I started the program in 2013 after Willy Ross, a day program for developmentally disabled, autistic, and deaf adults, closed their doors. I had been working with them as the head of their equestrian program for almost twenty years. When they closed, we had orphaned horses on our hands. I offered to take the horses and equipment off their hands, and we started the Let’s Ride program from there.
It sounds like you took a potentially negative situation, and turned it into a positive one. Do you see it this way, and what was your biggest challenge?
I see it as a gift. It’s something I’ve always wanted to do and felt very passionate about. Our biggest challenge was making board payments for five rescue horses, and although that’s still a challenge I have more time to dedicate to building the program these days.
Who are your clients?
People of all ages recovering from major injuries, like broken backs and necks, people with autism, cancer patients, terminally ill clients, people with cerebral palsy, and the developmentally disabled. We also offer riding lessons and trail rides to the general public. The proceeds go toward the program and the care of our five rescue horses.
What do you love most about coming to the ranch every day?
It’s a zero-stress environment. The horses don’t complain, and they’re always happy to see me.
How do the horses in your program help people?
Let’s Ride’s horses have been trained to be very delicate and patient with our clients. They give our clients happiness and a sense of empowerment. If our clients are unable to ride, simply grooming, petting, and feeding a horse means a lot to them. It shows in their faces and it shows in their attitude. Non-verbal kids have come out to the ranch, I’ve seen them get on a horse and the next thing you know they’re talking to everyone around them. It’s quite a transformation to witness. It’s also rewarding to see the parents of these kids see this change in their own children. That’s why we keep doing what we do.
How does the program operate?
We have many volunteers that come in and get trained to care for the horses. They also help with leading and side walking the horses while our clients ride. Safety is our top priority, which is why we need quite a few volunteers to remain successful. Between my partner, Patti Bauman, who is our equine specialist, our volunteers who are generous with their time, sponsors and donors who are generous with their money, and the income from our lessons, we stay afloat.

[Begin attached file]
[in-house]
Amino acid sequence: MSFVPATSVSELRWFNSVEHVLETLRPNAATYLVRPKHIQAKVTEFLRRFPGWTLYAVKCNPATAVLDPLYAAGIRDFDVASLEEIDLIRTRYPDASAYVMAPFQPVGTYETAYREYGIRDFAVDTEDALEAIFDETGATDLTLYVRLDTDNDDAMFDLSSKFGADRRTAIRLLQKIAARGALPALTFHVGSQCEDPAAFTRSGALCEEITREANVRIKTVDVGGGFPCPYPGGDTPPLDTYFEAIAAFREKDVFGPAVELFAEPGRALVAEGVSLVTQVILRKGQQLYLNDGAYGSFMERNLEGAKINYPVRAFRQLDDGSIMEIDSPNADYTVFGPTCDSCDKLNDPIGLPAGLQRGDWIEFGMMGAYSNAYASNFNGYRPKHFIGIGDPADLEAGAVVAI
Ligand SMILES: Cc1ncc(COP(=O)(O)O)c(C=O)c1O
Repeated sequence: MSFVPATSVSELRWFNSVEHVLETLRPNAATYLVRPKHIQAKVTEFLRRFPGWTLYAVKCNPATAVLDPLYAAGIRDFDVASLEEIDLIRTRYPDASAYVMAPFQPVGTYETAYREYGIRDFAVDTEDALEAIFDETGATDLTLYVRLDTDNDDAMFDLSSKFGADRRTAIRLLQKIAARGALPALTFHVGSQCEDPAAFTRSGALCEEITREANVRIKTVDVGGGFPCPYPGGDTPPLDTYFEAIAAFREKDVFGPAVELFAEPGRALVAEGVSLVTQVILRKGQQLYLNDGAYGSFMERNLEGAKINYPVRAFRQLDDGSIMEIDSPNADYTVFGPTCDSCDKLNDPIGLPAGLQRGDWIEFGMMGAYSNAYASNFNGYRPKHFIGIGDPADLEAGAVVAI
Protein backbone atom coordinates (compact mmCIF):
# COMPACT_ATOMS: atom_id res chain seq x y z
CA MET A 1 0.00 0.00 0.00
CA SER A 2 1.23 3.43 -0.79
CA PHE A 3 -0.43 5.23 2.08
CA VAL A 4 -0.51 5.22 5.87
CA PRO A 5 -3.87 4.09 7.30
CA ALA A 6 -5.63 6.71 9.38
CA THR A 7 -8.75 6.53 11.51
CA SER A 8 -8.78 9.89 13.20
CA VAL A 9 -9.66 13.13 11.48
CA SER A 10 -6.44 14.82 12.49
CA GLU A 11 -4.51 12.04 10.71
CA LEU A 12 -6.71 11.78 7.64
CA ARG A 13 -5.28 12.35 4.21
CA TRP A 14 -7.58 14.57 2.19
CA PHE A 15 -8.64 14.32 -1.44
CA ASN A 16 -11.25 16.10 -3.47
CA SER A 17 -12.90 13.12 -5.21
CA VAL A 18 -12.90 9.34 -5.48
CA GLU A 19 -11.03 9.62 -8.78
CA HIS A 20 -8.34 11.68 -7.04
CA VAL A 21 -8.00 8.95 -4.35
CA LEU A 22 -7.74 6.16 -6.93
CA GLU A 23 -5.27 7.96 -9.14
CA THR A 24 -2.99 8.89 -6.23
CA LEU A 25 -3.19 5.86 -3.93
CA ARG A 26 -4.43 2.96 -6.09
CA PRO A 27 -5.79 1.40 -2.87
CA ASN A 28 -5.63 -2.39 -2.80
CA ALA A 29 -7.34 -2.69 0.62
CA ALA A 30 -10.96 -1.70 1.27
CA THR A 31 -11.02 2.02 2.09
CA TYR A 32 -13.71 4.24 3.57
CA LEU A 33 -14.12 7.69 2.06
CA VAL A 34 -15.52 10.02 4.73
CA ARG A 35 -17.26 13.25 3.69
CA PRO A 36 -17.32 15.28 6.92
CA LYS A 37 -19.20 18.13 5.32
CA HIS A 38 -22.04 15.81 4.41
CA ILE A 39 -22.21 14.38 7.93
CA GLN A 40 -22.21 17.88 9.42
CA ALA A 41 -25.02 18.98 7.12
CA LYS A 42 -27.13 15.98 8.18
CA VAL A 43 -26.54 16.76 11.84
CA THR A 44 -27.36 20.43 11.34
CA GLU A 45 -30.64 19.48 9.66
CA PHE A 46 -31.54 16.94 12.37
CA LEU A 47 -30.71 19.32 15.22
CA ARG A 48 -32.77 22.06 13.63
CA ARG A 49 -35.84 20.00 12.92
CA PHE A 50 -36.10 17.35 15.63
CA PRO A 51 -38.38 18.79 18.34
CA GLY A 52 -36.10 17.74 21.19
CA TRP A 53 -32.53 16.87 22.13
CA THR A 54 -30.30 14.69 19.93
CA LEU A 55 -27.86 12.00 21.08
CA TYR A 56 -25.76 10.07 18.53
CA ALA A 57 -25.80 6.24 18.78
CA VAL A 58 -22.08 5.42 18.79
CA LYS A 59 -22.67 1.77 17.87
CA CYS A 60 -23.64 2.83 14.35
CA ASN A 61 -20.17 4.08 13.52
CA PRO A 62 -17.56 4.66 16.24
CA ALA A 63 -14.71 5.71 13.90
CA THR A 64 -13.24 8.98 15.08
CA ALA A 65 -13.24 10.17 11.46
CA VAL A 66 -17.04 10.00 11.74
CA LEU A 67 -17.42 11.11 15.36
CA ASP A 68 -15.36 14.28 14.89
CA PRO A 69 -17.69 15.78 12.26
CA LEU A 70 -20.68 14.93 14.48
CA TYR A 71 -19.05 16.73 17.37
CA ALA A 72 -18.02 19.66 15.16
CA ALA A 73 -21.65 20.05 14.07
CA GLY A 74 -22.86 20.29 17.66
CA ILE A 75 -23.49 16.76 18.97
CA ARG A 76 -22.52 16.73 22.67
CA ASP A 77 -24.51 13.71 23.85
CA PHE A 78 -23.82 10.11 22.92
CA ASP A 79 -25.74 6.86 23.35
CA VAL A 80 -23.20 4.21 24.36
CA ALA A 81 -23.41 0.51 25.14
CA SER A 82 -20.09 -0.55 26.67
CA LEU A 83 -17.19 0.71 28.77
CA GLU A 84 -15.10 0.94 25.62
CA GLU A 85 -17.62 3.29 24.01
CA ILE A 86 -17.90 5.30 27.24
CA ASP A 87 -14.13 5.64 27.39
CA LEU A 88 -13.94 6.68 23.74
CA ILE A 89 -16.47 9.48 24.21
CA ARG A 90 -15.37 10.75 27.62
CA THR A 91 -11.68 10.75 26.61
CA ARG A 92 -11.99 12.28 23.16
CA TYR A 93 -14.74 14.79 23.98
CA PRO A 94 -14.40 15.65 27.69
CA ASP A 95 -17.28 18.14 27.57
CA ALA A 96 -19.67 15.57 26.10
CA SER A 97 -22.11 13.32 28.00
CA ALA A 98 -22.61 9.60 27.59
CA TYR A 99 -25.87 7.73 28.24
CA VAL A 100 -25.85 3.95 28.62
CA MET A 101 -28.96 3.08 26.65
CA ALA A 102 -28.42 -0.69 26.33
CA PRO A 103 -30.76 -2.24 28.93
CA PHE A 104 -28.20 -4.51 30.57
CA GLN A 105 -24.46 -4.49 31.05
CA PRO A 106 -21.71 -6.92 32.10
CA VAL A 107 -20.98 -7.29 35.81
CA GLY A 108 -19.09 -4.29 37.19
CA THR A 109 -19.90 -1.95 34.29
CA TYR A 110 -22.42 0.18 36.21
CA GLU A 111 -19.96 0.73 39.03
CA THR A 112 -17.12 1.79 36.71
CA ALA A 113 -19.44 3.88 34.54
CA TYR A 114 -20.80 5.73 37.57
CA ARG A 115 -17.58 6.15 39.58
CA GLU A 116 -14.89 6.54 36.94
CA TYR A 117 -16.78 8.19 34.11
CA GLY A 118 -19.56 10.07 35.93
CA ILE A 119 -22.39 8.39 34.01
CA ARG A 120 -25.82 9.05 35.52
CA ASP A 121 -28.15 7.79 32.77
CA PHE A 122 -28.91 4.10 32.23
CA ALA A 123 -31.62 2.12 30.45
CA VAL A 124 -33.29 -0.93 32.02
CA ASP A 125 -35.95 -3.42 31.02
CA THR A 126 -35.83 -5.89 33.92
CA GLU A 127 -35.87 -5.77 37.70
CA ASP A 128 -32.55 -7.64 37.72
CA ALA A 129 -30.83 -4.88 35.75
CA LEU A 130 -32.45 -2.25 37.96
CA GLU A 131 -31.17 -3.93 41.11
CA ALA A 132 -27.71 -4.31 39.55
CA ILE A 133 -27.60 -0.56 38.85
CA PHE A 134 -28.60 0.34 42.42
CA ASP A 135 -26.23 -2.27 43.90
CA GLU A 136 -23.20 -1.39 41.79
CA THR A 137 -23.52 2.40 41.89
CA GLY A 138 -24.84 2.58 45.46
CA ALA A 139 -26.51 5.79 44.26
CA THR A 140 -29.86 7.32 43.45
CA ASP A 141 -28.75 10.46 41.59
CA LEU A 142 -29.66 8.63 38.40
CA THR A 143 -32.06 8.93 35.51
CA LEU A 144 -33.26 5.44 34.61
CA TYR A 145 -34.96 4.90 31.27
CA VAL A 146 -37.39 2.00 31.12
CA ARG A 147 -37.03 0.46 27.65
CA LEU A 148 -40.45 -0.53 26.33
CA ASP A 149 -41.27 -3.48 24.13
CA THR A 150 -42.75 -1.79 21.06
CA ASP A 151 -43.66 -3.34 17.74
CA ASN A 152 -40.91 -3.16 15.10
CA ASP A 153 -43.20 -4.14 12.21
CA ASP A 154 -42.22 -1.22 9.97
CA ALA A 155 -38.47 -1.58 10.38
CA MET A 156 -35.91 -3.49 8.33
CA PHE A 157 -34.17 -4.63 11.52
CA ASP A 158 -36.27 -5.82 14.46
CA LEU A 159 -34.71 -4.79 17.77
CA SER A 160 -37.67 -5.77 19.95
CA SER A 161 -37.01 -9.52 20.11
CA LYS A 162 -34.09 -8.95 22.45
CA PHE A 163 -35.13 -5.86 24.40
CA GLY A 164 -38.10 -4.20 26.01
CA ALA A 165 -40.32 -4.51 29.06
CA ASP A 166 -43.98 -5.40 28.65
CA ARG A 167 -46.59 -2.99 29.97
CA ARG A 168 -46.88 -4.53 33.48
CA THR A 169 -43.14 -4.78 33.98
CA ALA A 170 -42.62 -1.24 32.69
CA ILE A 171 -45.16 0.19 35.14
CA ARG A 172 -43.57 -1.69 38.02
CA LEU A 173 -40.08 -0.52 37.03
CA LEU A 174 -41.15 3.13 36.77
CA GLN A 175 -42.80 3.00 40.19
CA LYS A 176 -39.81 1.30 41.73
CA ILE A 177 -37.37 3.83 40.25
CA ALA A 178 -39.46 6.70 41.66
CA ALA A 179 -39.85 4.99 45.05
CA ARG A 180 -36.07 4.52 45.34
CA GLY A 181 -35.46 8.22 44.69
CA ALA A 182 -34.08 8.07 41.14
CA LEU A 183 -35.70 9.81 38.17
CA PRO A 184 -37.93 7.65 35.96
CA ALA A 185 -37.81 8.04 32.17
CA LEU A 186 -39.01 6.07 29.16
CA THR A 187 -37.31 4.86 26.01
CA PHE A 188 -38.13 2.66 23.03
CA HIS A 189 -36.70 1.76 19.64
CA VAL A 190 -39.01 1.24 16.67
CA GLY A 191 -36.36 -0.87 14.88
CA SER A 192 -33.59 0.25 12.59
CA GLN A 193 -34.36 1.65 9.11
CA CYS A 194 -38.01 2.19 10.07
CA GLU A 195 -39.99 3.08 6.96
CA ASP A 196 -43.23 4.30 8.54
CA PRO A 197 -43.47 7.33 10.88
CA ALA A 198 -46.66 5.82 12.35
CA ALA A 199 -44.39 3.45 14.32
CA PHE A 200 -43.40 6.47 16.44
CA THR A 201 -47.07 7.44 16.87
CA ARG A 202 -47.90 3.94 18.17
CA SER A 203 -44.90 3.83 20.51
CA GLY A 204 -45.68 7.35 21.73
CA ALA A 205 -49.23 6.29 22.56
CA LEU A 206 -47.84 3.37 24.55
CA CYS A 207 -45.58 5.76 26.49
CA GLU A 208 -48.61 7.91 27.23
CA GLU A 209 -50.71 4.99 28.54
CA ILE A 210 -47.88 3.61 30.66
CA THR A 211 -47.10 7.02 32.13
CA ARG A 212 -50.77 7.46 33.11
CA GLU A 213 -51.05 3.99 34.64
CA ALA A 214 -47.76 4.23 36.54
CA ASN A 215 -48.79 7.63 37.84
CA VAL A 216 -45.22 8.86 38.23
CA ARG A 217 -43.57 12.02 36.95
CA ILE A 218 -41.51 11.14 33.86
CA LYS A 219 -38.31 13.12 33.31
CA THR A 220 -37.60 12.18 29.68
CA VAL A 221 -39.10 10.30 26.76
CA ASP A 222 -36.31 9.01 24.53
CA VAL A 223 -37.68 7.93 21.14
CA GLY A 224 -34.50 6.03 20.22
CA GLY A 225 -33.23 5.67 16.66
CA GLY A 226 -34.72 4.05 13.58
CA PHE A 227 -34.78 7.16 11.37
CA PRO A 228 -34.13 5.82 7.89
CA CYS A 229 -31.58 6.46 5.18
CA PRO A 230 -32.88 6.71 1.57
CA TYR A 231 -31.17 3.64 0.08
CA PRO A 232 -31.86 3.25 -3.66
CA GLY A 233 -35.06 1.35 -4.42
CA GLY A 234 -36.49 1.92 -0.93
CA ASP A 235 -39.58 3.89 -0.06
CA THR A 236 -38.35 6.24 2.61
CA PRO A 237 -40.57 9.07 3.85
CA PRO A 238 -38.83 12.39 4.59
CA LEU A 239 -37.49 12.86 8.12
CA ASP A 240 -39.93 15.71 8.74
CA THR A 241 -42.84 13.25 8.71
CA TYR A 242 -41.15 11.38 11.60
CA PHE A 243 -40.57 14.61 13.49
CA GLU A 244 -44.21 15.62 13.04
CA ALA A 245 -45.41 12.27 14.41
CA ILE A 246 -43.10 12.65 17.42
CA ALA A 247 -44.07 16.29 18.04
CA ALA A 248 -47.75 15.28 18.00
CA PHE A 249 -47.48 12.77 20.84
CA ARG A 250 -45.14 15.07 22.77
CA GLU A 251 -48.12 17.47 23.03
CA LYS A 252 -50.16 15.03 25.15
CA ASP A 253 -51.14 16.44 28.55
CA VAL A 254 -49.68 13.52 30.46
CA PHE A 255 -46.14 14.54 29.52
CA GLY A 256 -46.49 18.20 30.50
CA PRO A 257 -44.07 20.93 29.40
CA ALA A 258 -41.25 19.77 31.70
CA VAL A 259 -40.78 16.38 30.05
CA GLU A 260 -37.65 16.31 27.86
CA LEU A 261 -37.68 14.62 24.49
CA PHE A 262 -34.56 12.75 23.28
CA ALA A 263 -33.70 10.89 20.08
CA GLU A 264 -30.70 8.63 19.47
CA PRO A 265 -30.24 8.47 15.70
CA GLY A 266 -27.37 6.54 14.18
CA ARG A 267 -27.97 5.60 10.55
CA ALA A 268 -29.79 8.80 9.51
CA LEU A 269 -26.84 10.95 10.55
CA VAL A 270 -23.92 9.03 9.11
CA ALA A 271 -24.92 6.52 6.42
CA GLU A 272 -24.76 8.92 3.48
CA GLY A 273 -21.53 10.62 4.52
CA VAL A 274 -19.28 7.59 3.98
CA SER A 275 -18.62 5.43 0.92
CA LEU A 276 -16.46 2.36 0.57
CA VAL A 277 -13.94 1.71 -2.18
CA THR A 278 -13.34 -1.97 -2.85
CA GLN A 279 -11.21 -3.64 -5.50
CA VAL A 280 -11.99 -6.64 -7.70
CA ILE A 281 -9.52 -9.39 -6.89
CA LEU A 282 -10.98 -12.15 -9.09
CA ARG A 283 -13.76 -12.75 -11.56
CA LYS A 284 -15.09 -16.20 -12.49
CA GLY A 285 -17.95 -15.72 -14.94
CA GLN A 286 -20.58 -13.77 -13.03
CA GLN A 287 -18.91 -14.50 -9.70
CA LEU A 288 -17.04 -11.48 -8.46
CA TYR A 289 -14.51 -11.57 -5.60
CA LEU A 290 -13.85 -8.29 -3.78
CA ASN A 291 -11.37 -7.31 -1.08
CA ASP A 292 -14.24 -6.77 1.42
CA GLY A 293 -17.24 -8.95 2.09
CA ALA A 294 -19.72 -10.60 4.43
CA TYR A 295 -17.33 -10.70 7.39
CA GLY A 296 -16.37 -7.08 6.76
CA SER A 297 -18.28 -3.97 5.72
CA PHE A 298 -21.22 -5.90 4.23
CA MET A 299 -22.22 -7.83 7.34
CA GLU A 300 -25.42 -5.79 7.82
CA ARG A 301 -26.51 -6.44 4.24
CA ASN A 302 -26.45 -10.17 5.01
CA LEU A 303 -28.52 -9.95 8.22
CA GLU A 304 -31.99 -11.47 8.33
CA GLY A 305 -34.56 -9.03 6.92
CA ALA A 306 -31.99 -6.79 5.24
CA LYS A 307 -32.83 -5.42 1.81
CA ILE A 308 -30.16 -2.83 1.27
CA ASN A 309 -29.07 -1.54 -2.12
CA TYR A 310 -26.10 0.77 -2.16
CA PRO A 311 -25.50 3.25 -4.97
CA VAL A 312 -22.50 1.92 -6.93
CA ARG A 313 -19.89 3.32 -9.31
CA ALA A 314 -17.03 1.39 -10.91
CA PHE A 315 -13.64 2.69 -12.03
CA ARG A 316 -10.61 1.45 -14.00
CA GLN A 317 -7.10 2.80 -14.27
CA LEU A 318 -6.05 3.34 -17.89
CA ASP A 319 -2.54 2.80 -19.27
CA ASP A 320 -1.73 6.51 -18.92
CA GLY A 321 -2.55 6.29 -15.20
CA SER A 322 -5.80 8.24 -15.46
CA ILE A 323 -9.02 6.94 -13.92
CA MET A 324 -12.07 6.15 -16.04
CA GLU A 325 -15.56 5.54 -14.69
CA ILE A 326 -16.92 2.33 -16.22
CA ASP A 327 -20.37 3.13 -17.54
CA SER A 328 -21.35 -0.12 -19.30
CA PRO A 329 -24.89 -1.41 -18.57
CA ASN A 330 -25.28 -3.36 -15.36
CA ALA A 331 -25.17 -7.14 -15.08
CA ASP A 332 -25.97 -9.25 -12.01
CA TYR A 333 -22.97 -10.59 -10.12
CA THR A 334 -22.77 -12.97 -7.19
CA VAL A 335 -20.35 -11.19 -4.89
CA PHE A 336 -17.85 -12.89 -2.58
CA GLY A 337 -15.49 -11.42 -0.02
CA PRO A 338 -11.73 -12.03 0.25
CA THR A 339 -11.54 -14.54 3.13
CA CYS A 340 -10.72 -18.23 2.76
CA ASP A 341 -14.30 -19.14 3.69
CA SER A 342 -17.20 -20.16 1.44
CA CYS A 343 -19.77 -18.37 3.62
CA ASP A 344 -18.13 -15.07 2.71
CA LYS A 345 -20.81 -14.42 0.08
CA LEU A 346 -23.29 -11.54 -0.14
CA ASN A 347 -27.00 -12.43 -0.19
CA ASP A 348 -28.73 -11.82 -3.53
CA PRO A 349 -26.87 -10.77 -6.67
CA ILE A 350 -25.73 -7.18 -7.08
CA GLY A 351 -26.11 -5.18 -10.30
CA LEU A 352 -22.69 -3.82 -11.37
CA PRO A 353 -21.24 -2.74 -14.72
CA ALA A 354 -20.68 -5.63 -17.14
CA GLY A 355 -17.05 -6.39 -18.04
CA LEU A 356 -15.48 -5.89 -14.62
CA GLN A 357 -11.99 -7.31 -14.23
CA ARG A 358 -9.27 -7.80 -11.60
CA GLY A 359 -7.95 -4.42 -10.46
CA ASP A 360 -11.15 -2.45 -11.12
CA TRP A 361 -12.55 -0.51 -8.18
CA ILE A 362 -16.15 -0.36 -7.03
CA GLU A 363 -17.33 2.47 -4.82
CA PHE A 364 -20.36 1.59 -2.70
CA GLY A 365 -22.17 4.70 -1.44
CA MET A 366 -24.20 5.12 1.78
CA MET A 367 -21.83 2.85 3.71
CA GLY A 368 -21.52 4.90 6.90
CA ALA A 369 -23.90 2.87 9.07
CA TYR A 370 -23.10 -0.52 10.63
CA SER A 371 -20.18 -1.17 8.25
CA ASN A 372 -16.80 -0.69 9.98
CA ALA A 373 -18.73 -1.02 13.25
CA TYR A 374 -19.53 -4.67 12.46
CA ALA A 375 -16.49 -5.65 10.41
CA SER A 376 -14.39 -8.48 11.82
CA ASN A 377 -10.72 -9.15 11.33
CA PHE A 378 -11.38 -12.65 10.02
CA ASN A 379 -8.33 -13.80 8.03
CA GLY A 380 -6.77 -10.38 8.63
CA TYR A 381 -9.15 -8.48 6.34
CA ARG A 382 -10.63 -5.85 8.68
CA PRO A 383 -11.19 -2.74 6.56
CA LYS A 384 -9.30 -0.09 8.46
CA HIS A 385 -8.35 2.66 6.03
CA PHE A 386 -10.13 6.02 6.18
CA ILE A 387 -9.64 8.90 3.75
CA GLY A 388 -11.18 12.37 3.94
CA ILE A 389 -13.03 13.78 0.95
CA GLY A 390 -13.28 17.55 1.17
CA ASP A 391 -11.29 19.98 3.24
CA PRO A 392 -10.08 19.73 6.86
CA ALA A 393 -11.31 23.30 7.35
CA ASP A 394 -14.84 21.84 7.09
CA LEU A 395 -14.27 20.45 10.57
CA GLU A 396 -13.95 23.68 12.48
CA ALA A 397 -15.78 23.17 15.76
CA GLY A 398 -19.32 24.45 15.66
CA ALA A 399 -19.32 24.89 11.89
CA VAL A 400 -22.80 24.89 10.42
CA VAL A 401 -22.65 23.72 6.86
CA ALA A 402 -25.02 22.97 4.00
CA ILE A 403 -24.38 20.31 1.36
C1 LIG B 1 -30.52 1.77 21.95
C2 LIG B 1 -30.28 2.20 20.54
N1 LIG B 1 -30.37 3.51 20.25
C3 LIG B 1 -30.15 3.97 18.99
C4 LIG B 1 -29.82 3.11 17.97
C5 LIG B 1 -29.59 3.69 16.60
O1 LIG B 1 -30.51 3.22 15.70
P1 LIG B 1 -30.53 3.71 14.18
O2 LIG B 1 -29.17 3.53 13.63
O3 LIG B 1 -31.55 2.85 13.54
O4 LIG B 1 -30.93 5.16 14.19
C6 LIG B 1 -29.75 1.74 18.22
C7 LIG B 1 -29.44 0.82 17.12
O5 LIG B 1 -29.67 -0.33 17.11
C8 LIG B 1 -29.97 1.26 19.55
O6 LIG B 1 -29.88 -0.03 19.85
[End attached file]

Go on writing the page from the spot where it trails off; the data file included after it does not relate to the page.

What are you most thankful for?
I wouldn’t be able to do this full time without the help of my father, who I live with. If it weren’t for him, I’d have to seek employment elsewhere, which would give me less time to dedicate to the program. Also, our clients are not the only people who benefit from being around our horses. I’ve seen how they have helped all of us who run the program through difficult life situations. I lost my sister, Joannell, earlier this year to cancer. I don’t know how I would have gotten through it without these horses and my friends at Let’s Ride.
Tell me about your horses. What’s their story?
They’ve all been abused or neglected in some way, some more than others. We’ve lost a few of our rescue horses over the years. One of the challenges with rescuing horses is that sometimes you get to them too late. But our focus remains on keeping them comfortable until the end, allowing them to transition with dignity. Humans did this to them, and humans will fix it.
I would imagine that for people who don’t know much about horses, they may read this and have some concerns about getting on or near a horse with a history of abuse or neglect. What would you tell them?
When a rescue horse comes to us, they get 3-6 months of training and evaluation to determine if they are fit for our program. They must exhibit that they are docile and forgiving over this period. We have only had one horse come into our program that was not a fit, and we ensured that he had another safe and loving home to go to.
What is the most powerful equine therapy moment that you have witnessed at Let’s Ride?
An autistic and mentally disabled woman who attends a day program was at the ranch recently. She wanted to ride, and we arranged to have side walkers and leaders. She was very nervous and it showed in her body language, her muscles were clearly tense and tight. We got her on the horse and it was all going fine but she was still very tense, her legs and hands tightly curled. I talked her through it, trying to get her relaxed as we started the lesson.
About two minutes into it, a Monarch butterfly landed on her shoulder and stayed there for almost five minutes. We all remarked how beautiful it was, and as she looked down at it, her body language immediately shifted to a very relaxed position. She started smiling, it was a beautiful moment. Even after the butterfly took off, she remained relaxed throughout the rest of the lesson. It was an enchanting moment and it speaks to all the elements, including the ones outside of our control, that make for a memorable experience for our clients when they visit the ranch.